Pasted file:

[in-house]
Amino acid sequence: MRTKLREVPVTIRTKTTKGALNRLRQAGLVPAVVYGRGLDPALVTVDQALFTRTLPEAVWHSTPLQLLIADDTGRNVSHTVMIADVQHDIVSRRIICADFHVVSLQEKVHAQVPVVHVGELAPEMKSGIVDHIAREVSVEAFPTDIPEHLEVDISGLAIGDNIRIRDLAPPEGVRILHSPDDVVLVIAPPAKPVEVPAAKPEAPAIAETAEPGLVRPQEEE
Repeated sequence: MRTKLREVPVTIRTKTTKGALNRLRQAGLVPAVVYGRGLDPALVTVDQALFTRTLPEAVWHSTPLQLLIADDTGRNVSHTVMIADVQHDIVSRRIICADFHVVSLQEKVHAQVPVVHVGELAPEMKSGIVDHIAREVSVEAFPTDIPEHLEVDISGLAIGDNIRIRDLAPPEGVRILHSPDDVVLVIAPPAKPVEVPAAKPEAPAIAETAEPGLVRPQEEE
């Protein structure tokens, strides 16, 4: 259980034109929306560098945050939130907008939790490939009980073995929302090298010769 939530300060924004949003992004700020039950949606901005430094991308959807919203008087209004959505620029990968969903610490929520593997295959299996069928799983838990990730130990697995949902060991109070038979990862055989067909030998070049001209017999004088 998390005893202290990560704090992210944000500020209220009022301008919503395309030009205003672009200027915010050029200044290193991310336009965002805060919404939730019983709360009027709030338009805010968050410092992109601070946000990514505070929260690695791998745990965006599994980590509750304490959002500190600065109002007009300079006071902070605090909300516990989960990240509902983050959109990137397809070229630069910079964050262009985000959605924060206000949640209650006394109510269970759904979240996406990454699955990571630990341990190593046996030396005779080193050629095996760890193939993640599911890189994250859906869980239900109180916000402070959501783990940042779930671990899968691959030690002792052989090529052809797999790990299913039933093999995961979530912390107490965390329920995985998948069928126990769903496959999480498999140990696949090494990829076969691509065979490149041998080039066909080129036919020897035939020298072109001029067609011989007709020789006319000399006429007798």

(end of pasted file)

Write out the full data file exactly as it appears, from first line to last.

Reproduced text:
[in-house]
Amino acid sequence: MRTKLREVPVTIRTKTTKGALNRLRQAGLVPAVVYGRGLDPALVTVDQALFTRTLPEAVWHSTPLQLLIADDTGRNVSHTVMIADVQHDIVSRRIICADFHVVSLQEKVHAQVPVVHVGELAPEMKSGIVDHIAREVSVEAFPTDIPEHLEVDISGLAIGDNIRIRDLAPPEGVRILHSPDDVVLVIAPPAKPVEVPAAKPEAPAIAETAEPGLVRPQEEE
Repeated sequence: MRTKLREVPVTIRTKTTKGALNRLRQAGLVPAVVYGRGLDPALVTVDQALFTRTLPEAVWHSTPLQLLIADDTGRNVSHTVMIADVQHDIVSRRIICADFHVVSLQEKVHAQVPVVHVGELAPEMKSGIVDHIAREVSVEAFPTDIPEHLEVDISGLAIGDNIRIRDLAPPEGVRILHSPDDVVLVIAPPAKPVEVPAAKPEAPAIAETAEPGLVRPQEEE
């Protein structure tokens, strides 16, 4: 259980034109929306560098945050939130907008939790490939009980073995929302090298010769 939530300060924004949003992004700020039950949606901005430094991308959807919203008087209004959505620029990968969903610490929520593997295959299996069928799983838990990730130990697995949902060991109070038979990862055989067909030998070049001209017999004088 998390005893202290990560704090992210944000500020209220009022301008919503395309030009205003672009200027915010050029200044290193991310336009965002805060919404939730019983709360009027709030338009805010968050410092992109601070946000990514505070929260690695791998745990965006599994980590509750304490959002500190600065109002007009300079006071902070605090909300516990989960990240509902983050959109990137397809070229630069910079964050262009985000959605924060206000949640209650006394109510269970759904979240996406990454699955990571630990341990190593046996030396005779080193050629095996760890193939993640599911890189994250859906869980239900109180916000402070959501783990940042779930671990899968691959030690002792052989090529052809797999790990299913039933093999995961979530912390107490965390329920995985998948069928126990769903496959999480498999140990696949090494990829076969691509065979490149041998080039066909080129036919020897035939020298072109001029067609011989007709020789006319000399006429007798």